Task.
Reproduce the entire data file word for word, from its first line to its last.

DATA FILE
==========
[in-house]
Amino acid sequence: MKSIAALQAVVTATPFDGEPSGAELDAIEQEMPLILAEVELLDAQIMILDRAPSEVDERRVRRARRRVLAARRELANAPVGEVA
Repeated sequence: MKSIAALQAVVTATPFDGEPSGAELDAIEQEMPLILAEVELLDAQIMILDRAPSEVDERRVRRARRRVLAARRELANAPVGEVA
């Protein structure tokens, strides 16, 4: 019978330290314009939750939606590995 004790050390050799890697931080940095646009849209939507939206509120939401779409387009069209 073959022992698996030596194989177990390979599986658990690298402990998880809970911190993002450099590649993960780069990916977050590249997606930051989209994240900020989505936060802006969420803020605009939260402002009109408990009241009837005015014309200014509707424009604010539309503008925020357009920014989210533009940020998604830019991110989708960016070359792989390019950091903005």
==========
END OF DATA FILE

[in-house]
Amino acid sequence: MKSIAALQAVVTATPFDGEPSGAELDAIEQEMPLILAEVELLDAQIMILDRAPSEVDERRVRRARRRVLAARRELANAPVGEVA
Repeated sequence: MKSIAALQAVVTATPFDGEPSGAELDAIEQEMPLILAEVELLDAQIMILDRAPSEVDERRVRRARRRVLAARRELANAPVGEVA
């Protein structure tokens, strides 16, 4: 019978330290314009939750939606590995 004790050390050799890697931080940095646009849209939507939206509120939401779409387009069209 073959022992698996030596194989177990390979599986658990690298402990998880809970911190993002450099590649993960780069990916977050590249997606930051989209994240900020989505936060802006969420803020605009939260402002009109408990009241009837005015014309200014509707424009604010539309503008925020357009920014989210533009940020998604830019991110989708960016070359792989390019950091903005």